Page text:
Since no study had previously measured iodine content of cat hair, we first validated our methods using human hair (with a human hair CRM). In our hands, human hair iodine was similar to previously published values i.e. 0.385 (0.209–0.535) μg/g iodine (median [interquartile range])39. No study has related hair iodine, as a longer-term marker of intake, with a diagnosis of hyperthyroidism. In cats, we report for the first time that cats being treated for hyperthyroidism had significantly lower hair iodine content than healthy cats without any known thyroid condition. Note that cats with a diagnosis of hyperthyroidism, but sampled prior to treatment, had significantly lower urinary iodine excretion compared to euthyroid cats55. Children with goitre have enlarged thyroid glands that correlates with higher hair iodine content56, which is believed to arise from chronic, excessive iodine intake57. However, both feline hyperthyroidism and TNG are conditions associated with an elderly population and so these data in children are of questionable relevance. Our novel data also require further validation: we were, for example, unable to determine whether hair iodine is lower in cats being treated for hyperthyroidism and thus reflect success of treatment or ‘biomarks’ a chronically low or variable-low dietary iodine status.
The study does have some limitations which should be acknowledged when interpreting the results. We were unable to retrospectively obtain diet histories for the cats submitted to pathology in our study, and thus the data for each of groups and outcomes are a cross-sectional sample, and should be treated with a degree of caution. Nevertheless, these first data do suggest that a longer-term study of euthyroid and hyperthyroid cats taking dietary, urine and hair samples is warranted to better understand the relationship between intake, uptake and bioaccumulation. Hair has been used previously as an easily obtained biomarker of longer-term mineral status, because many trace elements are permanently deposited in the hair matrix during formation58,59. Furthermore, other variable factors in our observational study that could be addressed in a prospectively-designed experimental study could include a possible effect of age on hair mineral analyses, as our control versus hyperthyroid cat groups were not age-matched. In addition, other comorbidities that could have an influence on iodine status but were not recorded on our database such as inflammatory bowel disease, could influence interpretation of results.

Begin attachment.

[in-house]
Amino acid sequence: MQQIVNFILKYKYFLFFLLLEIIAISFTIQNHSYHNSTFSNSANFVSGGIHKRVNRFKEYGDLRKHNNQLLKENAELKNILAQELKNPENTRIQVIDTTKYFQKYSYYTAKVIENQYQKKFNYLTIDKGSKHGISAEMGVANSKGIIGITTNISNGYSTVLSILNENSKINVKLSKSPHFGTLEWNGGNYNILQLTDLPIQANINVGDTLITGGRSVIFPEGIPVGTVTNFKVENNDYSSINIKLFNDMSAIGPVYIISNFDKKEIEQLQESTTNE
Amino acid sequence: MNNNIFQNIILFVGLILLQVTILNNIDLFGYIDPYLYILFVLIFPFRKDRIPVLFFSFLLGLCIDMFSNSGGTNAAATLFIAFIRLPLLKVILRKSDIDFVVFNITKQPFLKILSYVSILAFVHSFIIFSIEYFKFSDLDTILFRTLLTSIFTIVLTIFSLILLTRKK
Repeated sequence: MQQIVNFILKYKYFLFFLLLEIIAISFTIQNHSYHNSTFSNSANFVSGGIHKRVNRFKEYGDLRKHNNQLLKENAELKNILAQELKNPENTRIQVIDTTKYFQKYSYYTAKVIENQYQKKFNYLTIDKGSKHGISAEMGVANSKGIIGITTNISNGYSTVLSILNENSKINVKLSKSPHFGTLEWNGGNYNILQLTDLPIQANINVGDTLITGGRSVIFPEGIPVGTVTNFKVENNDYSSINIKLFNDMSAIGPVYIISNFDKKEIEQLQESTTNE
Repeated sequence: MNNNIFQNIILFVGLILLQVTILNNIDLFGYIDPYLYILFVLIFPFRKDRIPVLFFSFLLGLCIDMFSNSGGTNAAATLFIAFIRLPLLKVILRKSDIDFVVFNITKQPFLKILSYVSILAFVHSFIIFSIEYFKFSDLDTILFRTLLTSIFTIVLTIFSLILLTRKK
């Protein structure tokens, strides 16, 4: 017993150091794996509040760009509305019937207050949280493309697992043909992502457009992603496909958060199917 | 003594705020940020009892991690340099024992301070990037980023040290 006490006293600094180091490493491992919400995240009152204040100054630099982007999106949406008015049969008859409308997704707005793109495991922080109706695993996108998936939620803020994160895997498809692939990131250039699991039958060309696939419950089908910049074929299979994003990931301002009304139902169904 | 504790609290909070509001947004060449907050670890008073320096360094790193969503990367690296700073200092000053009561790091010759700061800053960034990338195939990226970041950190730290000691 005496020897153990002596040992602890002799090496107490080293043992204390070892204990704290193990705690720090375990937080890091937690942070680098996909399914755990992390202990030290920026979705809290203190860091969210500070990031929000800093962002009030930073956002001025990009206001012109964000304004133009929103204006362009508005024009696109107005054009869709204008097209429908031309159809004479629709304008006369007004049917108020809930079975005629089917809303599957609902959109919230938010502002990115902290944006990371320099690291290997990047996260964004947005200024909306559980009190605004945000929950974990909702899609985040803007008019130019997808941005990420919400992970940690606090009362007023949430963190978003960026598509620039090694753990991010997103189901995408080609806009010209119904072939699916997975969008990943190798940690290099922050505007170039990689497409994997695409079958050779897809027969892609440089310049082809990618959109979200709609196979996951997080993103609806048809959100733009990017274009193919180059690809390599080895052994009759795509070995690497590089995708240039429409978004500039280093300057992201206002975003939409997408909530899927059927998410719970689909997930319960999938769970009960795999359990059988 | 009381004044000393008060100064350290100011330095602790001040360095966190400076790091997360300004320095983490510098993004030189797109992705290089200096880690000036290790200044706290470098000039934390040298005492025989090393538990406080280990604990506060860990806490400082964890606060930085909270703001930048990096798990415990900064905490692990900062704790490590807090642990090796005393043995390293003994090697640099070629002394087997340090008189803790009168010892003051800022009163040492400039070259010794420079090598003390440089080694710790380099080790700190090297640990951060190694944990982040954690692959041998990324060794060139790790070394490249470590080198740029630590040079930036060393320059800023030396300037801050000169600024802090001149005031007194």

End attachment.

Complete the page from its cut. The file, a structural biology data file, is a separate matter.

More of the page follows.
In summary, the present study has characterised estimated exposure of domestic cats to low and variable iodine intake, a dietary pattern associated with toxic nodular goitre in humans. Based on our survey data, feeding practices of domestic cats have changed considerably over the last few decades; most owners now feed commercial food, mainly dry kibble with varying types/flavours of additional wet pouches. Owners are brand loyal and tinned food is on the decline. We report good (78%) compliance of diets to European guidelines for iodine content. The 22% non-compliant feeds were mostly below nutritional minimum and were likely to be dry kibble. Feeds and urinalysis indicated a likely wide variation in dietary iodine intake in the domestic cat population. Significantly low iodine in the hair of cats being treated for hyperthyroidism may reflect success of treatment or biomark chronically low dietary intake. Labelling feeds with iodine content would empower owners to make informed decisions when selecting foods for their cats.